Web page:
She loves the city, she loves to bike and she designs clothes. We’ve caught up with Zsófi Geréby, founder of the cycle wear brand Urban Legend to talk about whatreal cycle wear is and how biking has contributed to female liberation. Oh, and about her clothes, that have a story each. Literally.

Why did you decide to design cycle wear?

I’ve been cycling for seven years. I was always frustrated that either I put on something nice that’s too tight or something practical that’s not pretty. So I started to watch people on bikes, observing what they wore, thinking about what made a jacket practical for cycling. All this information just piled up in my head, and when it was time for my degree project at MOME, I chose this as my theme – it makes sense, it’s actually a niche in Hungary. Budapest is a superpower when it comes to cycling accessories (there’s probably no other city with this many biker bag designers per capita) but no one designs proper cycle wear – and by that I mean something that doesn’t only look like it, but actually is cycle wear, with all the necessary technical details.

And why for girls?

Well, that’s kind of a niche within the niche – girls are rarely thought of in the world of sportswear. And there’s another reason: I’ve always found it extremely exciting how cycling has contributed to female liberation! The bicycle was an important tool in the hands of the increasingly self-conscious female society. It’s funny how women riding the bike provoked general indignation. Just imagine a woman going from A to B with something between her legs! Her ankles, maybe even her knees flash out, her hair loosens and her face flushes. Scandalous… And yes, the bike shows the best side of the female figure: your back straightens, you lean forward, show cleavage, you legs are in constant movement and show their full length – I think that’s great and I want to contribute to girls’ looking great on their bikes with my designs. But as I’m getting more and more requests by guys, I had to start do design for them as well.

What makes proper cycle wear?

When you start to design, you first think of the customer – what does the customer do wearing your clothes? First of all, there’s shape. I did a lot of ergonomic sketches, thinking about all the movements one does while sitting on a bike. I figured out how long the back has to be to cover the waist even when you lean forward, how much extra volume you need in the shoulder area to be able to move your arms freely. After determining possible shapes, temperature, weather and lighting conditions have to be taken into account. The clothes have to be windproof, waterproof, breathable and light-reflecting. These are the conditions my clothes have to meet. But these are only the ingredients; how I bake the cake is what matters in the end.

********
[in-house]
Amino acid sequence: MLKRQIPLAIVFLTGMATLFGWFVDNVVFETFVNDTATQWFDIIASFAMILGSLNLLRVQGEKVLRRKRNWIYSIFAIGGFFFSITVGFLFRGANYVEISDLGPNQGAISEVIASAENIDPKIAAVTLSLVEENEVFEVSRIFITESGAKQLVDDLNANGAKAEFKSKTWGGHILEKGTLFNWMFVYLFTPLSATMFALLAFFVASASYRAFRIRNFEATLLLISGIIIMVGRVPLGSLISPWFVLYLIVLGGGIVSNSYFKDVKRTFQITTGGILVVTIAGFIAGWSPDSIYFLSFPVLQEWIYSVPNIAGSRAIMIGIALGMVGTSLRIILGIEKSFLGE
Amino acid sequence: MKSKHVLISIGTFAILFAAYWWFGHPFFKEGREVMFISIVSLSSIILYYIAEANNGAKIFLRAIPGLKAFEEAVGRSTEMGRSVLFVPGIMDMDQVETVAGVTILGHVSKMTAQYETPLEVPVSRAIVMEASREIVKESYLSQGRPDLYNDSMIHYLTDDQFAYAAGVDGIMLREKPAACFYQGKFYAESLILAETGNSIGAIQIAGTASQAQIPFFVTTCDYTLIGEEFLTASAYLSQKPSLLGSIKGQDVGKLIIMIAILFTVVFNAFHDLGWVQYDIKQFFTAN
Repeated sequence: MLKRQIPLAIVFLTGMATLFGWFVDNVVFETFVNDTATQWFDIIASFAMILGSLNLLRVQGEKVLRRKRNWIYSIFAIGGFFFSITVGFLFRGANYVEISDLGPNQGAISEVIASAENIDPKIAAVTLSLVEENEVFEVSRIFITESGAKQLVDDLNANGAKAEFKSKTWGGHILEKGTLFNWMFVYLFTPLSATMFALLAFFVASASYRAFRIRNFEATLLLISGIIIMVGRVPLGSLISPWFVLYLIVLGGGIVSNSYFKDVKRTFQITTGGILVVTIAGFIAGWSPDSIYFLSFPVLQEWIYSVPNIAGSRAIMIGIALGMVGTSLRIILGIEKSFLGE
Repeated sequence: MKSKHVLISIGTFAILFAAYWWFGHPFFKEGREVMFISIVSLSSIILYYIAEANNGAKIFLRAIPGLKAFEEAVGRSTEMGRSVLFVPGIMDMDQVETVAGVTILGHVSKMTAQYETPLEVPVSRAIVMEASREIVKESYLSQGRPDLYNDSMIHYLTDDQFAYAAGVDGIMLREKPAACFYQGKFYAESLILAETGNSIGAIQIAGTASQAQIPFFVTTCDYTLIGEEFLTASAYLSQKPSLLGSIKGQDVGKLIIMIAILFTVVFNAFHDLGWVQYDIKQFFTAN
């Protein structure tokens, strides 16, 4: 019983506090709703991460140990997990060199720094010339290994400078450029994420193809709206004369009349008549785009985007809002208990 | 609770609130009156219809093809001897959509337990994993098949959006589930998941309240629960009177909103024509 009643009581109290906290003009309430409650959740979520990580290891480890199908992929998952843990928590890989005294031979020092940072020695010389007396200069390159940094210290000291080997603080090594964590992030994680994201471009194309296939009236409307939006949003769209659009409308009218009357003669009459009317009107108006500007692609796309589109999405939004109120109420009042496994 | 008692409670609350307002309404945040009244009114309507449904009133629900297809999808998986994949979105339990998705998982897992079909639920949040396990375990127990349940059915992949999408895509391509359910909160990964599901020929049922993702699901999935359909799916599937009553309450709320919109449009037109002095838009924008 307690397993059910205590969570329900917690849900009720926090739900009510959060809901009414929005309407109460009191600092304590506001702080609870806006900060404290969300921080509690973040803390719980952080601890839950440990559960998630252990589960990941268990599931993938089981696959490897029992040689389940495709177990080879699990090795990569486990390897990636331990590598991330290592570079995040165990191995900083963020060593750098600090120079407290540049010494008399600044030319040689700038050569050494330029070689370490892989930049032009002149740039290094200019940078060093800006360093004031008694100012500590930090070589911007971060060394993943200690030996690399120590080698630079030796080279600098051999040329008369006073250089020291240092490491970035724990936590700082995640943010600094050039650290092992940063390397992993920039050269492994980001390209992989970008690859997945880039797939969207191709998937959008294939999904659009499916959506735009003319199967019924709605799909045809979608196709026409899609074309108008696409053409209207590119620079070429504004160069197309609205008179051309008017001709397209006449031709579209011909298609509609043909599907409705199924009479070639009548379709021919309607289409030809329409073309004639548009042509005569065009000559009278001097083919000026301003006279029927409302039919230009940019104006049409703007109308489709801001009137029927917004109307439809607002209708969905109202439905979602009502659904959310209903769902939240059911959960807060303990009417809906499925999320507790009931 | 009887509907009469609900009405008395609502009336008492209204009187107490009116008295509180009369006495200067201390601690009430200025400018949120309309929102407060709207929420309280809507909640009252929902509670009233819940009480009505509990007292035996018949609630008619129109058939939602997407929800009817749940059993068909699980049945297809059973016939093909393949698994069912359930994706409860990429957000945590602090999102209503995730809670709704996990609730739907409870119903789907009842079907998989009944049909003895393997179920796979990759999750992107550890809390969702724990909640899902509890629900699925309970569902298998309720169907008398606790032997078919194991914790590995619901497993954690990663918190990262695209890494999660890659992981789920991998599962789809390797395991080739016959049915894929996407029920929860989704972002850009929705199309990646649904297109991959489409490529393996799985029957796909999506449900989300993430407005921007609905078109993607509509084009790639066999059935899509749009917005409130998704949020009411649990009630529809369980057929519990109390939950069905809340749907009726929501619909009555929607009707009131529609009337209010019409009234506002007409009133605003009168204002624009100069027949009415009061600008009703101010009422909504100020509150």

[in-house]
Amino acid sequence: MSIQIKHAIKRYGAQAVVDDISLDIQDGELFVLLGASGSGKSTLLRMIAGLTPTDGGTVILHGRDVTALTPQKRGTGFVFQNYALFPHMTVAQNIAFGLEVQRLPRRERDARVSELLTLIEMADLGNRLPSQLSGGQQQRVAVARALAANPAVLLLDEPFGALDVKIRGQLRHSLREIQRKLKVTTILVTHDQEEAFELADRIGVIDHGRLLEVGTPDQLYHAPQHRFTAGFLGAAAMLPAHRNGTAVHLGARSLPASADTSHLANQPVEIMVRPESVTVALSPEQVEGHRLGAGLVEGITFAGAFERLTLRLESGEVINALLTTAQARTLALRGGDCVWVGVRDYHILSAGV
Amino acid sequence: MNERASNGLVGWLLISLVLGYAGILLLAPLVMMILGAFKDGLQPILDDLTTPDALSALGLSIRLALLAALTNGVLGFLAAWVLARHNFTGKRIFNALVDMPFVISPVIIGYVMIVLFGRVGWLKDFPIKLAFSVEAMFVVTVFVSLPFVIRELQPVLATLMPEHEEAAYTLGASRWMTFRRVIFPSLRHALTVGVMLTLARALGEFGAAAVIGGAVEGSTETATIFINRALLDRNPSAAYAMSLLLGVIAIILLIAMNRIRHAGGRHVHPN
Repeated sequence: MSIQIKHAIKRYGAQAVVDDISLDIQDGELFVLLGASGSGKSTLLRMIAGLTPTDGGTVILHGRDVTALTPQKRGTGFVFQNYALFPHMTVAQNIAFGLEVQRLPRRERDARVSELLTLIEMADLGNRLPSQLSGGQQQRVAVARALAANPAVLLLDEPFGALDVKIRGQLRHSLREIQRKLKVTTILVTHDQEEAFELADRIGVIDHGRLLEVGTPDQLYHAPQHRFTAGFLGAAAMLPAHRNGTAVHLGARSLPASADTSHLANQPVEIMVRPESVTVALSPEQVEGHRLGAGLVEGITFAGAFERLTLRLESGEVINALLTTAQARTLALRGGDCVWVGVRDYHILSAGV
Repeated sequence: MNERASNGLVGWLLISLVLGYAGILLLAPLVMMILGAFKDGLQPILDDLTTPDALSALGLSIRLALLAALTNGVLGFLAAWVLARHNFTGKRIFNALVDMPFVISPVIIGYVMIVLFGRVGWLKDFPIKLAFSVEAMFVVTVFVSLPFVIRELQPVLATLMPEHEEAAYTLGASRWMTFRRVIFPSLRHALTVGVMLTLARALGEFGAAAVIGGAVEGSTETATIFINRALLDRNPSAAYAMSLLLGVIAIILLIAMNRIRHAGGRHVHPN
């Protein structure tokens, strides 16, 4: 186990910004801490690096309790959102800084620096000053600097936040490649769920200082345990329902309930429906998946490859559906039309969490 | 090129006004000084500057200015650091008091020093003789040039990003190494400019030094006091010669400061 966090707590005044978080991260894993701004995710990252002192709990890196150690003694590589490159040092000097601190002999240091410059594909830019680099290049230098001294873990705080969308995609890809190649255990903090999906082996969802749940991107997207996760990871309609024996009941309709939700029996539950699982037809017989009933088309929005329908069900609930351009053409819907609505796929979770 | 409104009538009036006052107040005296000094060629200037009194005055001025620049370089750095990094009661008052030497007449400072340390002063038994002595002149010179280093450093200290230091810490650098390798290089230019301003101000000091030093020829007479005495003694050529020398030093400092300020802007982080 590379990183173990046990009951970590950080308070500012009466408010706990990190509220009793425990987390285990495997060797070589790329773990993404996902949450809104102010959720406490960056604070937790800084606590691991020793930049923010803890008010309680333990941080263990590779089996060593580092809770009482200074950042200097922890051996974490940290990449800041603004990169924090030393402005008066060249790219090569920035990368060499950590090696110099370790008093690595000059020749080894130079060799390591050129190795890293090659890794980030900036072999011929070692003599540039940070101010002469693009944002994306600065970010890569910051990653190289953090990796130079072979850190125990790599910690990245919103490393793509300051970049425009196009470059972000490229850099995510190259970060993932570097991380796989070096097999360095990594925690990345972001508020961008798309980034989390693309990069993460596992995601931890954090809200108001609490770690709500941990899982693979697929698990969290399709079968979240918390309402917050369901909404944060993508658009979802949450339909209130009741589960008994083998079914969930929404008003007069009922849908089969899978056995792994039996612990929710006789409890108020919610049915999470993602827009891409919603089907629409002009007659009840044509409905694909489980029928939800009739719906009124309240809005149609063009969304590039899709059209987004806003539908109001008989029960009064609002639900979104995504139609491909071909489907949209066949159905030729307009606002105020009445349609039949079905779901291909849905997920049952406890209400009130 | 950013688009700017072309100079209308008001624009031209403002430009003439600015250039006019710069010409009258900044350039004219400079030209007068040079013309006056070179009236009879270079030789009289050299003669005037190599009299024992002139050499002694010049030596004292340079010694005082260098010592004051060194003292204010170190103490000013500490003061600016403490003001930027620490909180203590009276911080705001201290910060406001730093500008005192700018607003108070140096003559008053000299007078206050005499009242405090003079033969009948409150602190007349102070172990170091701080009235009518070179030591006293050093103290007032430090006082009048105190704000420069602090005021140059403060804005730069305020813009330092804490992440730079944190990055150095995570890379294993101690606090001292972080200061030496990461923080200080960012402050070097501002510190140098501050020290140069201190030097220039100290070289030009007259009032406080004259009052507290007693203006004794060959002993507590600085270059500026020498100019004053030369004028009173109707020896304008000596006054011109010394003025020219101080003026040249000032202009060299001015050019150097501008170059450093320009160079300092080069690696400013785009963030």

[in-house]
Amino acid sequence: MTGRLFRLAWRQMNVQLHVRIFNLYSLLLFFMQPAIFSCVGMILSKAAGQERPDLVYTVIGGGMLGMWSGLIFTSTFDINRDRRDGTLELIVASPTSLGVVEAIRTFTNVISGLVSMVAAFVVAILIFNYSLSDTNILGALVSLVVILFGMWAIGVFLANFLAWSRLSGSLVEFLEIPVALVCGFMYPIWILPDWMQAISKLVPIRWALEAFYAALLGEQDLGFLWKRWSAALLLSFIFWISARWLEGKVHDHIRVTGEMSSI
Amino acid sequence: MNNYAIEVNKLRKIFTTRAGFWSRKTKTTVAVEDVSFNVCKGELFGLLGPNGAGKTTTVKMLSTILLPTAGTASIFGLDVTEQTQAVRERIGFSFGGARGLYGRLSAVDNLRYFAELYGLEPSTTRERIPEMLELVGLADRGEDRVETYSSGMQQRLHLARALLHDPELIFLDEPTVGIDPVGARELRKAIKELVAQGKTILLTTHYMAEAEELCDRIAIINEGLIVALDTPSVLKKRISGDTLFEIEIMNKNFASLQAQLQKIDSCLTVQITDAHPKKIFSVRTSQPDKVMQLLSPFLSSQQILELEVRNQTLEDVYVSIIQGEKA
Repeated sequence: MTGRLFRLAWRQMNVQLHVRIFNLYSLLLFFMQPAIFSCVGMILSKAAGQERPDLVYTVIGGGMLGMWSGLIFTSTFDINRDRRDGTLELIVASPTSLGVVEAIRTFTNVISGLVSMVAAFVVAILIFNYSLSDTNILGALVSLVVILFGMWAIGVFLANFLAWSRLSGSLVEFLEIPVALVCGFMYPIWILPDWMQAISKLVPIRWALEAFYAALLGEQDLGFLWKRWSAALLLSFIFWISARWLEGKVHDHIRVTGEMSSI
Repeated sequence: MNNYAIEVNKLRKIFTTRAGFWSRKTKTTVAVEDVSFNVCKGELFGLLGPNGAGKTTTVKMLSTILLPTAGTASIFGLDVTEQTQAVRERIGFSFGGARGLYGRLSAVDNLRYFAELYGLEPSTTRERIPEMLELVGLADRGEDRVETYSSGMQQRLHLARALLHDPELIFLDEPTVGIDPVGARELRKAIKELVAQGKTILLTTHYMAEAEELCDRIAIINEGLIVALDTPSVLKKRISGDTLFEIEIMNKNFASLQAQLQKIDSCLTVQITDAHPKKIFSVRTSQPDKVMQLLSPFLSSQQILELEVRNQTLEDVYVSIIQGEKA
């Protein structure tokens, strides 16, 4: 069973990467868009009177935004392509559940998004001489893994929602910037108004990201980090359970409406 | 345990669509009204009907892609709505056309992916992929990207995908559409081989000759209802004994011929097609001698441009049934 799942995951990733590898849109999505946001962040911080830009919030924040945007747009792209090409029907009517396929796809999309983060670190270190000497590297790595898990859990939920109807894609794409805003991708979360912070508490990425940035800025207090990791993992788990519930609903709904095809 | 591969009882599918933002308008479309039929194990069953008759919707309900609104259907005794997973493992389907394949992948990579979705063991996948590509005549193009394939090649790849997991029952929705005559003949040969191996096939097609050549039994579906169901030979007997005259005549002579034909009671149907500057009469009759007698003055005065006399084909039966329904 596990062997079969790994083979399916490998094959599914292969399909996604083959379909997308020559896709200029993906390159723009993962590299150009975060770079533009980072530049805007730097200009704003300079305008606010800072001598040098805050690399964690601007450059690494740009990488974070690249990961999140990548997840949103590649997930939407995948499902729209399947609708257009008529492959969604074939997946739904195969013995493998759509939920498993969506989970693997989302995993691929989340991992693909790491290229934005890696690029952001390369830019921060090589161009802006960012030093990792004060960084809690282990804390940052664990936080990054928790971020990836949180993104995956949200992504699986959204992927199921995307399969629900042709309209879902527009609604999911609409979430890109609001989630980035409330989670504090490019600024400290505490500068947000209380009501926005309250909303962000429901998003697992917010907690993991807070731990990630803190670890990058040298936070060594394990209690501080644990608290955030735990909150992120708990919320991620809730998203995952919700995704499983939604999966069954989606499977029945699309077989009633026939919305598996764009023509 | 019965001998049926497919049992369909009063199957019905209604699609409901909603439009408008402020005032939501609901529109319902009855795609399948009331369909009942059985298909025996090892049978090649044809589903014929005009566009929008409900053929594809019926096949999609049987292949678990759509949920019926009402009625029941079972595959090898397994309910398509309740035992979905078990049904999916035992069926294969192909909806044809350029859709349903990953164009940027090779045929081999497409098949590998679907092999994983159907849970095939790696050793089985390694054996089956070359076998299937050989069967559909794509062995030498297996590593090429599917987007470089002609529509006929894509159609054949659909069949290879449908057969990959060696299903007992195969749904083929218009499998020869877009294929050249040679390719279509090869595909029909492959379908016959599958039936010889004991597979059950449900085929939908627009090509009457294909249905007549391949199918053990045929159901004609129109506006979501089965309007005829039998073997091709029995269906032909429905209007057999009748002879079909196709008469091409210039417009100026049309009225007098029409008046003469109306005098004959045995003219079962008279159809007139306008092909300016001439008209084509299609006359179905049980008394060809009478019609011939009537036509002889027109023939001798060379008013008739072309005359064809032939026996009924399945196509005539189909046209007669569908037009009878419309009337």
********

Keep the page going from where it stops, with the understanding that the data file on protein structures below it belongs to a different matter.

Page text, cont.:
Where do you get the materials that live up to all these expectations?

The right fabrics are very important; I started searching even before I started drawing because I knew the fabric would determine the shapes anyway. I’ve found a great source inSwitzerland, a super innovative firm that provides breathable fabrics with different degrees of water resistance. As well as tweed that is coated with a breathable and waterproof material from the inside!

Dou you design collections, or single pieces along the way?

I respect that the fashion world works in a way that you create at least two collections a year, but more and more I would like to create products – durable and practical pieces that are bought not because they’re in accordance with what the smart people in Paris or Milan have come up with for that season, but because they are quality products that can be used this year, next year, even in five years’ time.

Where did the name Urban Legend come from?

I love this city and I love its stories. I’ve started navigating very well in the city at a small age – I didn’t know the name of the streets, but I remembered all the little stories connected to the different spots along my way. Who used to live here, what happened there, these kind of things made my subjective map ofBudapest. And apart from having my own stories, I met people who knew a lot about the city, its history and urban legends. But the old women in the shops or the homeless have really interesting stories as well! When I worked as a tour guide on bike tours, I saw that these are the stories that really grab people’s attention – they all make it personal, help you to build a relationship with the city. I wanted to plant these stories into the clothes somehow – with every item comes a QR code that tells you a story about a certain spot of the city. I would be really happy if people started to send in their own stories after a while! 

Find Zsófi’s stuff at Flatlab (http://www.facebook.com/flatlab)!